What is Numbered Heads Together?
According to Intervention Central, Numbered Heads Together is, "an instructional technique built upon peer collaboration that provides the supports and structure necessary to promote effective teacher questioning and student responding (n.d.). Numbered Heads Together is known to be an effective and useful strategy for students with emotional disturbance, also known as emotional/behavioral disorders (EBD). Intervention Central states, "teacher questioning during wholegroup instruction is a key method that instructors use to monitor student understanding of content (n.d.)." It is important students are allotted sufficient wait time when formulating responses. Numbered Heads Together requires teachers to offer this wait time and offers an opportunity to provide feedback to students as they are working and as answers are given. If a student's response is incorrect, there is opportunity to provide correctional feedback and justification. Questions asked while using this strategy can be closedresponse or openresponse questions.
Procedure during wholegroup instruction (according to Intervention Central):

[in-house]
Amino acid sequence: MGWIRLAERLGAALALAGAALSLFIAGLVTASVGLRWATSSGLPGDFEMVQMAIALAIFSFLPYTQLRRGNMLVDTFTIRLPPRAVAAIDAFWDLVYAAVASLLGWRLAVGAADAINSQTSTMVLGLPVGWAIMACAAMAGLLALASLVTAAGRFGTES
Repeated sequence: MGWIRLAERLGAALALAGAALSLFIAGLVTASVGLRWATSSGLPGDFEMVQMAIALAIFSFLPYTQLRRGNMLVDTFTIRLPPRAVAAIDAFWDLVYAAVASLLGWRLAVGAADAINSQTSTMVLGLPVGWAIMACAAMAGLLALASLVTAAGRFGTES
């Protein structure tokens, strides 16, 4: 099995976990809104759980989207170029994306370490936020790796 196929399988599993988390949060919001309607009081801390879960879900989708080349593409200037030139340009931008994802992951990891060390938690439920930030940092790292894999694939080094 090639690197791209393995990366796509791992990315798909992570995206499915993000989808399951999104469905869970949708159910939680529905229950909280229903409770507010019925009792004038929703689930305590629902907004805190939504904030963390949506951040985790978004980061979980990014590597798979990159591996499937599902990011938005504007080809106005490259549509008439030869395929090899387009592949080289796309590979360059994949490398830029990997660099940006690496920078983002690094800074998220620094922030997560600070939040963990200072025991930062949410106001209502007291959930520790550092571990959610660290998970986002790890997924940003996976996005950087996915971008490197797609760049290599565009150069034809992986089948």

1. Create teams. Divide class into 4person teams. Each team should include students of a variety of ability levels. Students assign themselves numbers 1 through 4 in their groups. In teams with fewer than 4 students, one student has two numbers. Teachers can also assign students' numbers for them.
2. State a question. Pose separate queries to the class. After each question, tell students to "put your heads together, think of the best answer you can, and make sure than everybody in your group knows that answer."
3. Allow thinktime. Give students 30 seconds to discuss an answer in their groups.
4. Elicit student responses. Randomly select a number from 14 and say, "All number (1, 2, 3, or 4) students who know the answer, raise your hand." Call on one student with hand raised and ask him or her to give the answer. Say, "How many (1, 2, 3, or 4) students think that answer is correct? Raise your hand." Additional students with hand raised can be called on to elaborate on a previous student's answer.